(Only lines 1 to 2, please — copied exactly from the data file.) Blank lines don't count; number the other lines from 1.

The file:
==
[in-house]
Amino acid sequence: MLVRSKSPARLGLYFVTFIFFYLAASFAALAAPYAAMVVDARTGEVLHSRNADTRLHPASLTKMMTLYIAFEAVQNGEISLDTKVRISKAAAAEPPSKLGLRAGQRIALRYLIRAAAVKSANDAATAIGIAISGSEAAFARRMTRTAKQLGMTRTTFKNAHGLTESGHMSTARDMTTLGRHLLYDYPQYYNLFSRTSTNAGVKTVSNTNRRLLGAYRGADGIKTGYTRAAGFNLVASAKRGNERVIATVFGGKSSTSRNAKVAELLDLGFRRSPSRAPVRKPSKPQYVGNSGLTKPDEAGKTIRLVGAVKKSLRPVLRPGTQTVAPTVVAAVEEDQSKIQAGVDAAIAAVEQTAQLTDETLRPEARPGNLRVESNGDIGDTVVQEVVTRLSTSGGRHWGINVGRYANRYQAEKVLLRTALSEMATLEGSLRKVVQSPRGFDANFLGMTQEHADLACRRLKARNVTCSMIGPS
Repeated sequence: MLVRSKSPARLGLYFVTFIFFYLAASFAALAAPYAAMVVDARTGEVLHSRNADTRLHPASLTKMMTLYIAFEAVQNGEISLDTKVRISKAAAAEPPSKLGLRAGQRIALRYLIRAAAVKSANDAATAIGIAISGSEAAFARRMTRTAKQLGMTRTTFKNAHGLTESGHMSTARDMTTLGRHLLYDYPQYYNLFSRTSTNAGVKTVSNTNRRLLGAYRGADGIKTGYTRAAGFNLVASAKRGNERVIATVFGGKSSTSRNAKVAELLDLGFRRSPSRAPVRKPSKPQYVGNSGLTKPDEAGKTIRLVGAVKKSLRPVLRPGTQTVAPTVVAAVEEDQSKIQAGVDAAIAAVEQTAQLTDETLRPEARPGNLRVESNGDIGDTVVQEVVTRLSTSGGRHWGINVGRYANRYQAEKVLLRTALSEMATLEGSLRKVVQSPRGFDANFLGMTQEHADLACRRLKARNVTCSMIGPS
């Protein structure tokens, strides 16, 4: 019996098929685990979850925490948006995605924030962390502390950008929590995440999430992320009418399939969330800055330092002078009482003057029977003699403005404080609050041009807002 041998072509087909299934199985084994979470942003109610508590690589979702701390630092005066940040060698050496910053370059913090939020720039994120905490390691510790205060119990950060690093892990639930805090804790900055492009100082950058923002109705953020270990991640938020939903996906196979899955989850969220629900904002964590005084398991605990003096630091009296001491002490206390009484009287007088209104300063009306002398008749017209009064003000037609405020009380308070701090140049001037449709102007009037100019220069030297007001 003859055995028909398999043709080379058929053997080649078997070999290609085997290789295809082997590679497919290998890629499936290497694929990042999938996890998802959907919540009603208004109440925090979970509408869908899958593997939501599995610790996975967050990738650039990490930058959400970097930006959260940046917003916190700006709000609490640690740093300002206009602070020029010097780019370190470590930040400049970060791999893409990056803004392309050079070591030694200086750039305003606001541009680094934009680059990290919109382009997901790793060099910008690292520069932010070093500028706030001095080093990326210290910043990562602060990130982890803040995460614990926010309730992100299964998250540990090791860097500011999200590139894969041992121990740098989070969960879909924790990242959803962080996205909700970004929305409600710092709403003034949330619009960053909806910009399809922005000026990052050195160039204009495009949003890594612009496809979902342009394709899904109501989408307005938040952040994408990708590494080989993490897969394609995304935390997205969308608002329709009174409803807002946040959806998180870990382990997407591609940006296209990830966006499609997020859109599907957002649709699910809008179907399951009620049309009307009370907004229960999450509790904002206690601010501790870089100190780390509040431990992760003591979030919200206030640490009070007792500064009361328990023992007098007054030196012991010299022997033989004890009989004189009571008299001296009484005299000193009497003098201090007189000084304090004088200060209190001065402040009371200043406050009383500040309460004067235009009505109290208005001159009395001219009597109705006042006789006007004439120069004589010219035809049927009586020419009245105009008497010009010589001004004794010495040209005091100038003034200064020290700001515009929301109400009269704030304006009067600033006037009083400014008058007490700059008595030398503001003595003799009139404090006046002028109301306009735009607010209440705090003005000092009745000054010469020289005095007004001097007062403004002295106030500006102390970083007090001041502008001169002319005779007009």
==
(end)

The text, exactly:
[in-house]
Amino acid sequence: MLVRSKSPARLGLYFVTFIFFYLAASFAALAAPYAAMVVDARTGEVLHSRNADTRLHPASLTKMMTLYIAFEAVQNGEISLDTKVRISKAAAAEPPSKLGLRAGQRIALRYLIRAAAVKSANDAATAIGIAISGSEAAFARRMTRTAKQLGMTRTTFKNAHGLTESGHMSTARDMTTLGRHLLYDYPQYYNLFSRTSTNAGVKTVSNTNRRLLGAYRGADGIKTGYTRAAGFNLVASAKRGNERVIATVFGGKSSTSRNAKVAELLDLGFRRSPSRAPVRKPSKPQYVGNSGLTKPDEAGKTIRLVGAVKKSLRPVLRPGTQTVAPTVVAAVEEDQSKIQAGVDAAIAAVEQTAQLTDETLRPEARPGNLRVESNGDIGDTVVQEVVTRLSTSGGRHWGINVGRYANRYQAEKVLLRTALSEMATLEGSLRKVVQSPRGFDANFLGMTQEHADLACRRLKARNVTCSMIGPS